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Zebari: 40,000 Civilians Killed in Mosul Battle | ASHARQ AL-AWSAT English Archive 2005 -2017
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An old bridge destroyed by clashes in Mosul, Iraq. Thaier Al-Sudani/Reuters

London- More than 40,000 civilians were killed in the devastating battle to retake the northern Iraqi city of Mosul from ISIS, according to intelligence reports revealed to Britain’s The Independent – a death toll far higher than previous estimates.

Many bodies are still buried under the rubble and the level of human suffering is immense, the reports said.

Residents of the besieged city were killed by Iraqi ground forces attempting to force out militants, as well as by air strikes and ISIS militants, according to Kurdish intelligence services.

Hoshyar Zebari, Iraq’s former foreign minister, told The Independent that many bodies “are still buried under the rubble.”

“The level of human suffering is immense,” he said.

“Kurdish intelligence believes that over 40,000 civilians have been killed as a result of massive firepower used against them, especially by the federal police, air strikes and ISIS itself,” Zebari added.

Zebari, a native of Mosul and top Kurdish official who has served as the Iraqi finance minister before becoming foreign minister, emphasized in an exclusive interview with the British daily that the unrelenting artillery bombardment by units of the Iraqi federal police, in practice a heavily armed military unit, had caused immense destruction and loss of life in west Mosul.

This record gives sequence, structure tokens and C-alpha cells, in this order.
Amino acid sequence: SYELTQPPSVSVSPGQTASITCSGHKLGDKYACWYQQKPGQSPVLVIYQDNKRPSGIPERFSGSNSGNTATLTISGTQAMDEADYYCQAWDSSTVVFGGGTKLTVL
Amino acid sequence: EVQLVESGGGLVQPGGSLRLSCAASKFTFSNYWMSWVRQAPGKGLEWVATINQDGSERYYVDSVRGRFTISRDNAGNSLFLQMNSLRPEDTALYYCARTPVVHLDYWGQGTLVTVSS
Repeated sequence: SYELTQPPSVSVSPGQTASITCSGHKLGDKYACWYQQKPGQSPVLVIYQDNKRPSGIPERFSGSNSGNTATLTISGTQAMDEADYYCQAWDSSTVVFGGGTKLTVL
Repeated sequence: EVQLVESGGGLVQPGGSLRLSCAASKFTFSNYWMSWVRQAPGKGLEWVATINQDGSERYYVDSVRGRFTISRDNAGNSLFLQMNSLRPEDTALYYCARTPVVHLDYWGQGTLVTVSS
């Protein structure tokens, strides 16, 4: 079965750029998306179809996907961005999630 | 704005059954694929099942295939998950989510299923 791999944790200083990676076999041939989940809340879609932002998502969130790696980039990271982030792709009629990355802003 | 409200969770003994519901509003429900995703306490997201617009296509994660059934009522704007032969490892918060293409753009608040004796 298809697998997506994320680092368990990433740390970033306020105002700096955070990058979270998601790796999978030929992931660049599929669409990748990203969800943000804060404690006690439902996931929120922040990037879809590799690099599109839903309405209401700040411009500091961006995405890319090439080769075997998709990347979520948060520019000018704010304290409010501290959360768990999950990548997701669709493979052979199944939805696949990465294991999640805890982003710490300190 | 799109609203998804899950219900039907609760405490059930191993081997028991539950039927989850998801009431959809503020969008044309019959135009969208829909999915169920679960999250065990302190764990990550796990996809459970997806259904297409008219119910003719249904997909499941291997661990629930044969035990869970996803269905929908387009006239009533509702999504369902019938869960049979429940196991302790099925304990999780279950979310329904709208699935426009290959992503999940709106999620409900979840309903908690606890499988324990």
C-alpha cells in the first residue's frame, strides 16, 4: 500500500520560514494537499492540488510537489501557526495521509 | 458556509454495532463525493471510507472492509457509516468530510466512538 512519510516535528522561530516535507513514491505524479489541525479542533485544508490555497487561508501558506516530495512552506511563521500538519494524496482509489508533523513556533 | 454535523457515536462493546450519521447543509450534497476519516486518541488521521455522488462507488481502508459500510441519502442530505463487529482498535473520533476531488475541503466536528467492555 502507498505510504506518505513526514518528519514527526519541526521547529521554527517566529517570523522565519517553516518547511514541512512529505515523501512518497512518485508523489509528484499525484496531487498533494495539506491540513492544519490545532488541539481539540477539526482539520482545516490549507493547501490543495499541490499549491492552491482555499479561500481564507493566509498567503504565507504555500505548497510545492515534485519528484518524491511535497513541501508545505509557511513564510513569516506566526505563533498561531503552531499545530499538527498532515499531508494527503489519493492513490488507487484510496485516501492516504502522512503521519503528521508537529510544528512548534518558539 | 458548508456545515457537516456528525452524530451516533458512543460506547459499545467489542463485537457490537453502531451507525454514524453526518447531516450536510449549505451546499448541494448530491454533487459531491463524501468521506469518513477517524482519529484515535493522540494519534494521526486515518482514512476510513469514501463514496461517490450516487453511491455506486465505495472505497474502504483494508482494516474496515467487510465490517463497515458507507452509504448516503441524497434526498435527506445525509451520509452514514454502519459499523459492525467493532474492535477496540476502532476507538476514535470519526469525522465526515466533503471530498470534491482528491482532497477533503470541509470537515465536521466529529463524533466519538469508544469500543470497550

The figure given by Zebari for the number of civilians killed in the nine-month siege is far higher than those previously reported, but the intelligence service of the Kurdistan Regional Government has a reputation for being extremely accurate and well-informed, according to The Independent.

ISIS prevented any monitoring of casualties while outside groups have largely focused on air strikes rather than artillery and rocket fire as a cause of civilian deaths. Airwars, one such monitoring group, estimated that attacks may have killed 5,805 non-military personnel in the city between 19 February and 19 June.

Zebari accuses the government in Baghdad, of which he was until recently a member, of not doing enough to relieve the suffering. “Sometimes you might think the government is indifferent to what has happened,” he said.

Zebari says that a high level of corruption among the Iraqi military forces occupying Mosul is undermining security measures to suppress ISIS in the aftermath of its defeat.

He says that suspect individuals are able to pass through military checkpoints by paying $1,000 (£770) and can bring a vehicle by paying $1,500.